I loved it (as you may suspect, there were dashing sky-pirates, hidden identities, missing heirs, and equal amounts of angst and action), and it was the start of my romance reading career.  So very good memories – I’m pretty sure I read and re-read the book many times over, until poor Fabio (it is Fabio, right?) was practically separated from the rest of the book.

And guess what?

Justine Davis has announced she’s re-releasing THE SKYPIRATE and its prequel (which I never managed to track down), PLUS writing the long-awaited wrap up to the trilogy (because threads were left hanging…).  I am very very excited.

So – has anyone else out there read THE SKYPIRATE before (it’s a mid-1990s release according to Goodreads)?  And do you have equally good memories of your first “proper” romance novel?

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Books for March

I was debating between posting the March new releases I wanted and clearing out my “links that caught my eye” file.  The post title is probably a dead giveaway, but I figured the links would keep and I’m loving my new releases list this month.  Never say I don’t make the big decisions…

Onto the March releases:

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17563080Anne Bishop‘s MURDER OF CROWS (fantasy): So many people have already mentioned that the sequel to WRITTEN IN RED is out this month – and yes, it’s at the top of my to-buy list.  I have to say that as much as I enjoyed the first book, I was surprised by how many people mentioned WRITTEN IN RED in their Best of 2013 round-ups. It feels that Anne Bishop is getting a bit more air time for this series compared to her last major series, the Black Jewels books – possibly because it’s more accessible fantasy?

After winning the trust of the terra indigene residing in the Lakeside Courtyard, Meg Corbyn has had trouble figuring out what it means to live among them. As a human, Meg should be barely tolerated prey, but her abilities as a cassandra sangue make her something more.

The appearance of two addictive drugs has sparked violence between the humans and the Others, resulting in the murders of both species in nearby cities. So when Meg has a dream about blood and black feathers in the snow, Simon Wolfgard—Lakeside’s shape-shifting leader—wonders whether their blood prophet dreamed of a past attack or of a future threat.

As the urge to speak prophecies strikes Meg more frequently, trouble finds its way inside the Courtyard. Now the Others and the handful of humans residing there must work together to stop the man bent on reclaiming their blood prophet—and stop the danger that threatens to destroy them all.

Out March 4

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17667009Seanan McGuire‘s HALF OFF RAGNAROK (UF): I’m hoping this book in Seanan McGuire’s InCryptid series is when it finally starts to click for me.  Don’t get me wrong – the previous two books were lots of fun with that trademark in-depth world-building of McGuire’s… it’s just that they’re just missing the heart which I know she can deliver. New book, new protagonist, new start?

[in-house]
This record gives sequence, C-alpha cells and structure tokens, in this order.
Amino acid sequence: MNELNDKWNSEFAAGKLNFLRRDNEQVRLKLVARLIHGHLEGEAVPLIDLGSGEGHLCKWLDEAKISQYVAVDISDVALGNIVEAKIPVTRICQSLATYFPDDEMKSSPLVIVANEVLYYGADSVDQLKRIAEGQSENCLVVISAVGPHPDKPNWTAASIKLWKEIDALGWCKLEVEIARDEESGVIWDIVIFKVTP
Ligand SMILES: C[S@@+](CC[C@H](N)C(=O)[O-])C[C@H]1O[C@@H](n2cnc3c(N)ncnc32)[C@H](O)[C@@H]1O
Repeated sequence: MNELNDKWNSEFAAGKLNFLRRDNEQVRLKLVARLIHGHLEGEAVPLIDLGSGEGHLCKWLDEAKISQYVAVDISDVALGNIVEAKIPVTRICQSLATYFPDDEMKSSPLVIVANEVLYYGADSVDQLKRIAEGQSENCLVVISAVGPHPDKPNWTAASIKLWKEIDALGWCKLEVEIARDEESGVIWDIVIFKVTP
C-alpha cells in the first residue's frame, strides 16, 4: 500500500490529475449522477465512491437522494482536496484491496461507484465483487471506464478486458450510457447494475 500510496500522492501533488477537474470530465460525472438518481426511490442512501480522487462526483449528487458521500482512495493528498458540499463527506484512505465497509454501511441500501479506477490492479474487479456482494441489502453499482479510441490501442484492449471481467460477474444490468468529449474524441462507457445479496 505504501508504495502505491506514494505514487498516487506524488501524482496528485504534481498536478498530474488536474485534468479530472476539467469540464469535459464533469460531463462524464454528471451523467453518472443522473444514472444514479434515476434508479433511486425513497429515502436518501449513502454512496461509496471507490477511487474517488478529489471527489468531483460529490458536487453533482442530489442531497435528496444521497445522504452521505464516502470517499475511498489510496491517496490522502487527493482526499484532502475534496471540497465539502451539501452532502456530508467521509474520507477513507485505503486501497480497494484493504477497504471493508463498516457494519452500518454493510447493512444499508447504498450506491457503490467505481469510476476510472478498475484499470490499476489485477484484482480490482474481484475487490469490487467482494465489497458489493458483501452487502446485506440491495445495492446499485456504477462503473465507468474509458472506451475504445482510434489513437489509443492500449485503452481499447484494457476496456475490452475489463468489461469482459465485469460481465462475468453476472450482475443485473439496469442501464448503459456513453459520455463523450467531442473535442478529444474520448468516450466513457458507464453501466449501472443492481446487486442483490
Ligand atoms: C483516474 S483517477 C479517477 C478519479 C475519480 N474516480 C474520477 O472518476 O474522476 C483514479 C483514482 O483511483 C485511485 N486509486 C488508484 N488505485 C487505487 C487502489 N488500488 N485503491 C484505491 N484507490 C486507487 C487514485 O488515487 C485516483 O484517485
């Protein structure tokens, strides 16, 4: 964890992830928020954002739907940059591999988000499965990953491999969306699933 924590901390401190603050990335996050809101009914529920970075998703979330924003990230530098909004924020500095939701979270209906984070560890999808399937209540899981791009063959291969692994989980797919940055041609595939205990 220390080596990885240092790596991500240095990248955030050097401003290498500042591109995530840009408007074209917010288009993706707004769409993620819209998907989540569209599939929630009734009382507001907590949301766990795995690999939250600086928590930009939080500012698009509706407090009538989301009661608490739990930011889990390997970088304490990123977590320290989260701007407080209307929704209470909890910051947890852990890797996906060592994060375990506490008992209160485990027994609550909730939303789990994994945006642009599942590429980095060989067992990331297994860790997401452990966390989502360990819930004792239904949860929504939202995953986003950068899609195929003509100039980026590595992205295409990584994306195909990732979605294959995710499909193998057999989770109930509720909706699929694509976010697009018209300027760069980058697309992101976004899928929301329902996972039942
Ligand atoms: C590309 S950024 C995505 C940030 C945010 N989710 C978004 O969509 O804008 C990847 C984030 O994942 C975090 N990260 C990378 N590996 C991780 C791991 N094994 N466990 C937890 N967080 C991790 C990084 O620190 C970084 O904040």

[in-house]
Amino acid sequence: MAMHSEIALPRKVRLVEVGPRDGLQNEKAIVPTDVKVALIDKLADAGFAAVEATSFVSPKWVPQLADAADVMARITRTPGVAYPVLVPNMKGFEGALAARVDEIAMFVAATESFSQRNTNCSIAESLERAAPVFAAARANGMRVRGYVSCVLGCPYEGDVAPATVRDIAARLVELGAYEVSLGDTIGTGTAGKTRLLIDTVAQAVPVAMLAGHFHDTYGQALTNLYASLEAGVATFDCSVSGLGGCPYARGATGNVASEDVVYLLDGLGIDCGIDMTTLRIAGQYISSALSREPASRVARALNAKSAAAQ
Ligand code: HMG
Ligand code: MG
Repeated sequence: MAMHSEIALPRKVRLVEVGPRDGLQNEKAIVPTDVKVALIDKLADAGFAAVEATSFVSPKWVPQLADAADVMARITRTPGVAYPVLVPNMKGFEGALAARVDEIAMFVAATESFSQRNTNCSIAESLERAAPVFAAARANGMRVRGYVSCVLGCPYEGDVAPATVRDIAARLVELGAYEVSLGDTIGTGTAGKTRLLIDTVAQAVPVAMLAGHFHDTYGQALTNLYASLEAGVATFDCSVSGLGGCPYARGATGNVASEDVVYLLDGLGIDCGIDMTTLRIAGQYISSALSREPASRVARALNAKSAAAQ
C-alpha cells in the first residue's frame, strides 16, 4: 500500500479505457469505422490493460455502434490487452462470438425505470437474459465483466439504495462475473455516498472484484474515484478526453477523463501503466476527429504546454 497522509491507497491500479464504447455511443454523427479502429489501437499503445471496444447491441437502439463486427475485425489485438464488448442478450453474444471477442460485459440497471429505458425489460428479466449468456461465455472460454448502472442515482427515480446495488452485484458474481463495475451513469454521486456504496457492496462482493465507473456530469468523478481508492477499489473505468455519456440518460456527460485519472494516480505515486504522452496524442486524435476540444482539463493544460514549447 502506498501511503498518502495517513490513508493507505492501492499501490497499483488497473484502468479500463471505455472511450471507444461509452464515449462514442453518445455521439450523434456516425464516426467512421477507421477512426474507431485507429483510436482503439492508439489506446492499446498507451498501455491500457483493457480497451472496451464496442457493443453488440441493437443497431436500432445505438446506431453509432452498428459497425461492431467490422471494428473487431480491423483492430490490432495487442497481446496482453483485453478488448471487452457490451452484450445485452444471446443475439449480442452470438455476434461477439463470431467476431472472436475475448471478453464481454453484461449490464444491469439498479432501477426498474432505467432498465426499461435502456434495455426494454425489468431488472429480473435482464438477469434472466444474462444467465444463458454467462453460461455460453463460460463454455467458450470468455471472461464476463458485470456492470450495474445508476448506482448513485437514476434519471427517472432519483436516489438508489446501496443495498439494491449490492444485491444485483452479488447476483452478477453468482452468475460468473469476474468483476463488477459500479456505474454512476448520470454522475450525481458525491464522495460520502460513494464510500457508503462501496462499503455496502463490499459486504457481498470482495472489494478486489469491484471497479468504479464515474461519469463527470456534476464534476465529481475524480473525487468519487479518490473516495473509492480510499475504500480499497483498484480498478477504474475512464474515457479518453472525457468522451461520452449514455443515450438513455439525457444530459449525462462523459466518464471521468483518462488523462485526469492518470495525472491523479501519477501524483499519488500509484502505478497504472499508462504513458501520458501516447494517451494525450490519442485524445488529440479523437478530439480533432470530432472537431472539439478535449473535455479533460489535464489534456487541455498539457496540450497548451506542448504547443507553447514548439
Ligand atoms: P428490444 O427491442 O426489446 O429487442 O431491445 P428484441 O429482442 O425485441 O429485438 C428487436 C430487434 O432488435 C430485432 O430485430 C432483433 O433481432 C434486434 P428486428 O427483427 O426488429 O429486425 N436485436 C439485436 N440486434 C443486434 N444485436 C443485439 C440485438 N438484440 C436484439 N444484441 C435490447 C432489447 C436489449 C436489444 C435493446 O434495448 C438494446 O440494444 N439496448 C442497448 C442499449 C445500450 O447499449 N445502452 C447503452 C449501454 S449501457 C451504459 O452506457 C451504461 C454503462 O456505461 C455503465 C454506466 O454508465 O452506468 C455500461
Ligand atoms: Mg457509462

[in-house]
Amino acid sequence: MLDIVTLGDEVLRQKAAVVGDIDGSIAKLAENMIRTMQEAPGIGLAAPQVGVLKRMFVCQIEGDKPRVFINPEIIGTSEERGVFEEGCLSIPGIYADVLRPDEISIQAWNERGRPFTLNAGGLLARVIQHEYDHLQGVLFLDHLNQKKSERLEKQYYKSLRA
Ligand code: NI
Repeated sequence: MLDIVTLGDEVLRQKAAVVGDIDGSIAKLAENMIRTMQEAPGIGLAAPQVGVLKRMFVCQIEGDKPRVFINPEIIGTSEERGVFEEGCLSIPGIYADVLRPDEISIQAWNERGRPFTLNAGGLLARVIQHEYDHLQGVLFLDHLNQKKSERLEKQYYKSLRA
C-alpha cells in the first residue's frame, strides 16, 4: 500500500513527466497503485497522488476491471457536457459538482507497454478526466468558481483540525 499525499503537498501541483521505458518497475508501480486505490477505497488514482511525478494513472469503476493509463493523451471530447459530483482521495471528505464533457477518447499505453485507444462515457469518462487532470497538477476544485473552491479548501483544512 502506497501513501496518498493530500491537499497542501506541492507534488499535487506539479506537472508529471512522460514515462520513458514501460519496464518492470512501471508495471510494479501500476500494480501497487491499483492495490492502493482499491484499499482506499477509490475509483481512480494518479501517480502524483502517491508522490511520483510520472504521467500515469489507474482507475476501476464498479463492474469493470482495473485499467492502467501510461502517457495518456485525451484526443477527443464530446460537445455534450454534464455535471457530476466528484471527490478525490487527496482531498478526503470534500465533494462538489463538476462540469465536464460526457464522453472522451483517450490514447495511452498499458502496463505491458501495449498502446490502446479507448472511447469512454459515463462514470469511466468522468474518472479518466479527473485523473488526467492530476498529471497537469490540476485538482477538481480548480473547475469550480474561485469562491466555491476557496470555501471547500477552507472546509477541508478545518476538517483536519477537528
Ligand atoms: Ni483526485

When Alex Price agreed to go to Ohio to oversee a basilisk breeding program and assist in the recovery of his psychic cousin, he didn’t expect people to start dropping dead. But bodies are cropping up at the zoo where he works, and his girlfriend—Shelby Tanner, an Australian zoologist with a fondness for big cats—is starting to get suspicious.

Worse yet, the bodies have all been turned partially to stone…

The third book in the InCryptid series takes us to a new location and a new member of the family, as Alex tries to balance life, work, and the strong desire not to become a piece of garden statuary. Old friends and new are on the scene, and danger lurks around every corner.

Of course, so do the talking mice.

Out March 4

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night broken_front mech.inddPatricia BriggsNIGHT BROKEN (UF): The new Mercy Thompson installment!  I sometimes feel the Mercy books suffer from being released so early in the year that they don’t really stand out when I look back at all the books I read during that year. Nevertheless, I always look forward to a new Briggs – this time round, it sounds as though Mercy and Adam’s relationship takes centre-stage, which promises to be good as Patricia Briggs excels at relationships.

An unexpected phone call heralds a new challenge for Mercy. Her mate Adam’s ex-wife is in trouble, on the run from her new boyfriend. Adam isn’t the kind of man to turn away a person in need—and Mercy knows it. But with Christy holed up in Adam’s house, Mercy can’t shake the feeling that something about the situation isn’t right.

Soon, her suspicions are confirmed when she learns that Christy has the farthest thing from good intentions. She wants Adam back and she’s willing to do whatever it takes to make it happen, including turning Adam’s pack against Mercy.

Mercy isn’t about to step down without a fight, but there’s a more dangerous threat circling. Christy’s ex is more than a bad man—in fact, he may not be human at all. As the bodies start piling up, Mercy must put her personal troubles aside to face a creature with the power to tear her whole world apart.

Out March 11

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18689477Carla Kelly‘s THE WEDDING RING QUEST (historical romance): Carla Kelly is one of those historical romance authors that has a knack for evoking the feel of the period so perfectly – no wallpaper historicals here. She also excels at writing military (or ex-military in this case) men – she doesn’t romanticise war nor does she shy away from portraying both direct and indirect after-effects, but she always manages to infuse her stories with hope and humanity.

Searching for a ring…finding a family!

Penniless Mary Rennie knows she’s lucky to have a home with relatives in Edinburgh, but she does crave more excitement in her life. So when her cousin’s ring is lost in one of several fruitcakes heading around the country as gifts, Mary seizes the chance for adventure.